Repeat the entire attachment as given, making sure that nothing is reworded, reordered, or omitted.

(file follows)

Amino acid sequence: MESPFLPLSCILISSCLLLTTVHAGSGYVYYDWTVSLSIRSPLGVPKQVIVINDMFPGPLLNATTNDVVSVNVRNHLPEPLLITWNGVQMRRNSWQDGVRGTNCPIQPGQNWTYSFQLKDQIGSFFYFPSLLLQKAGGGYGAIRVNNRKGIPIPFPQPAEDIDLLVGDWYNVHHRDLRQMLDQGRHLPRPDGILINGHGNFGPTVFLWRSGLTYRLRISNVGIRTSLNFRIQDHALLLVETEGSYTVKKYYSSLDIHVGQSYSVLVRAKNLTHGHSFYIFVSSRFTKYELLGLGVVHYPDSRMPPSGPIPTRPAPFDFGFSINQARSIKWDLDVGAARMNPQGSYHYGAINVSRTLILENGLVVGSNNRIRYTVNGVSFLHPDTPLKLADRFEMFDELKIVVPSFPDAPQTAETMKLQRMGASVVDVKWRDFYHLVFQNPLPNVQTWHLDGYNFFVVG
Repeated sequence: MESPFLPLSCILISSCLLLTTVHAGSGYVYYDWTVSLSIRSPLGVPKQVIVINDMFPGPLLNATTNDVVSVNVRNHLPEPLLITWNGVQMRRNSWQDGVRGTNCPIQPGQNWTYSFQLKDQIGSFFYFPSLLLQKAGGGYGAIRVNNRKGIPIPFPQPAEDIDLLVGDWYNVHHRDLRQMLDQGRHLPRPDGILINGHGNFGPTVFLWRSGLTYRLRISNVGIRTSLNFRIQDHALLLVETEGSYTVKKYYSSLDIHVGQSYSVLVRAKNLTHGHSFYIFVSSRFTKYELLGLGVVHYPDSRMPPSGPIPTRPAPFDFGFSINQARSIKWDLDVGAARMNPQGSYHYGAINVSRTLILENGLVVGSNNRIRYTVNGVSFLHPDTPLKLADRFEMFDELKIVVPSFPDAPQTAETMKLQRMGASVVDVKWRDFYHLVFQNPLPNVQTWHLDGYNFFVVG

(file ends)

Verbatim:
Amino acid sequence: MESPFLPLSCILISSCLLLTTVHAGSGYVYYDWTVSLSIRSPLGVPKQVIVINDMFPGPLLNATTNDVVSVNVRNHLPEPLLITWNGVQMRRNSWQDGVRGTNCPIQPGQNWTYSFQLKDQIGSFFYFPSLLLQKAGGGYGAIRVNNRKGIPIPFPQPAEDIDLLVGDWYNVHHRDLRQMLDQGRHLPRPDGILINGHGNFGPTVFLWRSGLTYRLRISNVGIRTSLNFRIQDHALLLVETEGSYTVKKYYSSLDIHVGQSYSVLVRAKNLTHGHSFYIFVSSRFTKYELLGLGVVHYPDSRMPPSGPIPTRPAPFDFGFSINQARSIKWDLDVGAARMNPQGSYHYGAINVSRTLILENGLVVGSNNRIRYTVNGVSFLHPDTPLKLADRFEMFDELKIVVPSFPDAPQTAETMKLQRMGASVVDVKWRDFYHLVFQNPLPNVQTWHLDGYNFFVVG
Repeated sequence: MESPFLPLSCILISSCLLLTTVHAGSGYVYYDWTVSLSIRSPLGVPKQVIVINDMFPGPLLNATTNDVVSVNVRNHLPEPLLITWNGVQMRRNSWQDGVRGTNCPIQPGQNWTYSFQLKDQIGSFFYFPSLLLQKAGGGYGAIRVNNRKGIPIPFPQPAEDIDLLVGDWYNVHHRDLRQMLDQGRHLPRPDGILINGHGNFGPTVFLWRSGLTYRLRISNVGIRTSLNFRIQDHALLLVETEGSYTVKKYYSSLDIHVGQSYSVLVRAKNLTHGHSFYIFVSSRFTKYELLGLGVVHYPDSRMPPSGPIPTRPAPFDFGFSINQARSIKWDLDVGAARMNPQGSYHYGAINVSRTLILENGLVVGSNNRIRYTVNGVSFLHPDTPLKLADRFEMFDELKIVVPSFPDAPQTAETMKLQRMGASVVDVKWRDFYHLVFQNPLPNVQTWHLDGYNFFVVG